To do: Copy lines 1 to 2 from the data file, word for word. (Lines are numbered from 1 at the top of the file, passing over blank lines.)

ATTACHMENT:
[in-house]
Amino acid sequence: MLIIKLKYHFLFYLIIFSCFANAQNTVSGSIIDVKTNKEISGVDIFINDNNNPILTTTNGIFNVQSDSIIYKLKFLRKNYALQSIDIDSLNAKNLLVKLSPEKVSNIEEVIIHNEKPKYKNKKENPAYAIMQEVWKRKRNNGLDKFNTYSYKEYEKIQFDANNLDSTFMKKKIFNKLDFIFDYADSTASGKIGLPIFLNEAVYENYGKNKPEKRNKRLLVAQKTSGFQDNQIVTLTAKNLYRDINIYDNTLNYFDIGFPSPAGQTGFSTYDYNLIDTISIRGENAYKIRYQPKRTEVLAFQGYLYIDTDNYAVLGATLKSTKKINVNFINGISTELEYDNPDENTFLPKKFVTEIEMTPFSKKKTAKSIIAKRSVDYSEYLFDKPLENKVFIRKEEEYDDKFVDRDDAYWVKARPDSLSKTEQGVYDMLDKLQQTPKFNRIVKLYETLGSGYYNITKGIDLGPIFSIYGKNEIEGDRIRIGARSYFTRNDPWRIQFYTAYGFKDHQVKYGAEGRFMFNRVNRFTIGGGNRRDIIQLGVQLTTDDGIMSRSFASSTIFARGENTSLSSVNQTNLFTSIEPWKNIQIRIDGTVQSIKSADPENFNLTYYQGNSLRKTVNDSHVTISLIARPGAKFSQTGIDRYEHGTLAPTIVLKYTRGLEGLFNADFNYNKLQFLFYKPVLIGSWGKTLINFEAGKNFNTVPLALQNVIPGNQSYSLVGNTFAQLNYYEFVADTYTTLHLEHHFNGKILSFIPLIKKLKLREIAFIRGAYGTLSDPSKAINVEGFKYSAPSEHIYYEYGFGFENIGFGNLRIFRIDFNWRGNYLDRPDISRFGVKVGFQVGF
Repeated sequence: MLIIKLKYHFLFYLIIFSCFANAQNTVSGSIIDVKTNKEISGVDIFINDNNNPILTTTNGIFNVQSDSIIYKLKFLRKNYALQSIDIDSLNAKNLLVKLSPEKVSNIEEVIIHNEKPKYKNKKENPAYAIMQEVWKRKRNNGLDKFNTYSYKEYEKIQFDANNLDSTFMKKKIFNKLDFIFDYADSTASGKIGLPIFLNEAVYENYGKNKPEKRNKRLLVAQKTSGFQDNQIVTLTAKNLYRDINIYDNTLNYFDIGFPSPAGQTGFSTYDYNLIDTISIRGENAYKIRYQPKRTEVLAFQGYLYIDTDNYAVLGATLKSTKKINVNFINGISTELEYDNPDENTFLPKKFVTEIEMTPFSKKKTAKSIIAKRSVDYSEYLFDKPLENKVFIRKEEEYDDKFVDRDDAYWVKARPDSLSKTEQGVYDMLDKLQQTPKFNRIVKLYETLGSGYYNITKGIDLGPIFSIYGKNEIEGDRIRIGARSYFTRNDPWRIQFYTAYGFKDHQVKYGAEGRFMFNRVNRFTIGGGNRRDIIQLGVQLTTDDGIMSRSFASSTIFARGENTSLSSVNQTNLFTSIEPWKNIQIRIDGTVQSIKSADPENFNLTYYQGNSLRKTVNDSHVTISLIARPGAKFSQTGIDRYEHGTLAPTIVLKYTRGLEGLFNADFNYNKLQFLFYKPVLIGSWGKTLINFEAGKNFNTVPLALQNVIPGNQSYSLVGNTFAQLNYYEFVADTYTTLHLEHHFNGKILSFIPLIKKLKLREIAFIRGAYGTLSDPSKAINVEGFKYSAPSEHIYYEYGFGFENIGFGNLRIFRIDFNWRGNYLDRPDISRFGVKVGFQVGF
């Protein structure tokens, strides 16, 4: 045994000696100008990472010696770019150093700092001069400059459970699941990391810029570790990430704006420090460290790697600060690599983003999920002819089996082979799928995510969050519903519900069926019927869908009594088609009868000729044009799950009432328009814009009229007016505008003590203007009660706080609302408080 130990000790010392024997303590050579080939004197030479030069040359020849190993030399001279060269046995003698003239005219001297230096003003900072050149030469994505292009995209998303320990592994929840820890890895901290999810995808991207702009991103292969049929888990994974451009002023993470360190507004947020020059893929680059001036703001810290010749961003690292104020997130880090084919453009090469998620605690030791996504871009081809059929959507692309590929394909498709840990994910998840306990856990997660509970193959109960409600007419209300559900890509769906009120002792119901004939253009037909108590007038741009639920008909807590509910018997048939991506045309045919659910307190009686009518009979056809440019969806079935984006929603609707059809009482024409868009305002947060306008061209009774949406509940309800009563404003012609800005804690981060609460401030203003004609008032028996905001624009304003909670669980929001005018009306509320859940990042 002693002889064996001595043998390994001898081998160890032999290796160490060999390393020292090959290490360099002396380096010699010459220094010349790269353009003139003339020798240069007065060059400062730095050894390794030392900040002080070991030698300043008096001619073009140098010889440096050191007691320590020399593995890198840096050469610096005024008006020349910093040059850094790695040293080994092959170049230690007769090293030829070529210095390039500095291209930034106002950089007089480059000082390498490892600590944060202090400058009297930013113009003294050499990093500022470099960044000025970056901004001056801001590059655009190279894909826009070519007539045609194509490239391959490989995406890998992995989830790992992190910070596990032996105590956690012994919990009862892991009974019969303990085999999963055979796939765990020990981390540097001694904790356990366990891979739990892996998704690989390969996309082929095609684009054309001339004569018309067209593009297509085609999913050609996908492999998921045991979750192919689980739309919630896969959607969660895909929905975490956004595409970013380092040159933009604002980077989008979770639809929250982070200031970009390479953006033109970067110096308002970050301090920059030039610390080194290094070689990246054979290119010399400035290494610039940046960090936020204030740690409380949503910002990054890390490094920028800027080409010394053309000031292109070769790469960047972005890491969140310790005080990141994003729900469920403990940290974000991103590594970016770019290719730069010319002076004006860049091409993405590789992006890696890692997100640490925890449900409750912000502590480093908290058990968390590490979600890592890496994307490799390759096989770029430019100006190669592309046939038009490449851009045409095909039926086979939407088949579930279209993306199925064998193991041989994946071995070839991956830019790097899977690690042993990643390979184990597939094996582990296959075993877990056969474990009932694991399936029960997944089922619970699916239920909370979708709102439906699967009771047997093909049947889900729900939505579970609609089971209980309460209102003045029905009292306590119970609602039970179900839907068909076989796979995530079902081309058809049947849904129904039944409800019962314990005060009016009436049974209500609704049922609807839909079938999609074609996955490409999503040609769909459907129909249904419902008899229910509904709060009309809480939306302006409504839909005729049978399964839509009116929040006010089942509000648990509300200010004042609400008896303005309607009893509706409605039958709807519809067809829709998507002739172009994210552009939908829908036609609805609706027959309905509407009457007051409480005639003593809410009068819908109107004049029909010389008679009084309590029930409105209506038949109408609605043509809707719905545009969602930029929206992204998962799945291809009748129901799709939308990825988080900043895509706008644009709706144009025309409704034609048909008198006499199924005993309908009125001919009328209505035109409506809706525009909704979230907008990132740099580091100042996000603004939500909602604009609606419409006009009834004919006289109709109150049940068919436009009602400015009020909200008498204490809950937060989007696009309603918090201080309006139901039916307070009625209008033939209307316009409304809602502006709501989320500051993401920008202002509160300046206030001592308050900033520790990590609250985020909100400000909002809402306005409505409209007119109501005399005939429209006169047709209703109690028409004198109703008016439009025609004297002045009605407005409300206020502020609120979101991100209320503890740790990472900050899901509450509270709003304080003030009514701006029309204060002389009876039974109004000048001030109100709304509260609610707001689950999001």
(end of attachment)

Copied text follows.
[in-house]
Amino acid sequence: MLIIKLKYHFLFYLIIFSCFANAQNTVSGSIIDVKTNKEISGVDIFINDNNNPILTTTNGIFNVQSDSIIYKLKFLRKNYALQSIDIDSLNAKNLLVKLSPEKVSNIEEVIIHNEKPKYKNKKENPAYAIMQEVWKRKRNNGLDKFNTYSYKEYEKIQFDANNLDSTFMKKKIFNKLDFIFDYADSTASGKIGLPIFLNEAVYENYGKNKPEKRNKRLLVAQKTSGFQDNQIVTLTAKNLYRDINIYDNTLNYFDIGFPSPAGQTGFSTYDYNLIDTISIRGENAYKIRYQPKRTEVLAFQGYLYIDTDNYAVLGATLKSTKKINVNFINGISTELEYDNPDENTFLPKKFVTEIEMTPFSKKKTAKSIIAKRSVDYSEYLFDKPLENKVFIRKEEEYDDKFVDRDDAYWVKARPDSLSKTEQGVYDMLDKLQQTPKFNRIVKLYETLGSGYYNITKGIDLGPIFSIYGKNEIEGDRIRIGARSYFTRNDPWRIQFYTAYGFKDHQVKYGAEGRFMFNRVNRFTIGGGNRRDIIQLGVQLTTDDGIMSRSFASSTIFARGENTSLSSVNQTNLFTSIEPWKNIQIRIDGTVQSIKSADPENFNLTYYQGNSLRKTVNDSHVTISLIARPGAKFSQTGIDRYEHGTLAPTIVLKYTRGLEGLFNADFNYNKLQFLFYKPVLIGSWGKTLINFEAGKNFNTVPLALQNVIPGNQSYSLVGNTFAQLNYYEFVADTYTTLHLEHHFNGKILSFIPLIKKLKLREIAFIRGAYGTLSDPSKAINVEGFKYSAPSEHIYYEYGFGFENIGFGNLRIFRIDFNWRGNYLDRPDISRFGVKVGFQVGF